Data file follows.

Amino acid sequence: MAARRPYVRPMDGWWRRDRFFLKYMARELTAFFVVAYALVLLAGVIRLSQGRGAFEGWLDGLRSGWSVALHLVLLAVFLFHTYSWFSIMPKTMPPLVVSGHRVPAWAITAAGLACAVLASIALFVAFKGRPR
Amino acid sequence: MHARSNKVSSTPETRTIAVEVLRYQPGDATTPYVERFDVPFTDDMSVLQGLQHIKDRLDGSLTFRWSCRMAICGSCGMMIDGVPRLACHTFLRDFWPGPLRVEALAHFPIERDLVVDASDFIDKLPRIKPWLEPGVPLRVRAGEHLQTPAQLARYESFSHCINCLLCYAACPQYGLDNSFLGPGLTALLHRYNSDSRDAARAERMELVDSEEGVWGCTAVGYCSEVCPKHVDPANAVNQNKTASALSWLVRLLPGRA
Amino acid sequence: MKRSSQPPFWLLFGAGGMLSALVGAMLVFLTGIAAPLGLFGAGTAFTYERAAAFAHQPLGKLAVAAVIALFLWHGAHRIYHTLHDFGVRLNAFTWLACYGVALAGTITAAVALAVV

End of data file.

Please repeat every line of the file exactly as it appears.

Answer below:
Amino acid sequence: MAARRPYVRPMDGWWRRDRFFLKYMARELTAFFVVAYALVLLAGVIRLSQGRGAFEGWLDGLRSGWSVALHLVLLAVFLFHTYSWFSIMPKTMPPLVVSGHRVPAWAITAAGLACAVLASIALFVAFKGRPR
Amino acid sequence: MHARSNKVSSTPETRTIAVEVLRYQPGDATTPYVERFDVPFTDDMSVLQGLQHIKDRLDGSLTFRWSCRMAICGSCGMMIDGVPRLACHTFLRDFWPGPLRVEALAHFPIERDLVVDASDFIDKLPRIKPWLEPGVPLRVRAGEHLQTPAQLARYESFSHCINCLLCYAACPQYGLDNSFLGPGLTALLHRYNSDSRDAARAERMELVDSEEGVWGCTAVGYCSEVCPKHVDPANAVNQNKTASALSWLVRLLPGRA
Amino acid sequence: MKRSSQPPFWLLFGAGGMLSALVGAMLVFLTGIAAPLGLFGAGTAFTYERAAAFAHQPLGKLAVAAVIALFLWHGAHRIYHTLHDFGVRLNAFTWLACYGVALAGTITAAVALAVV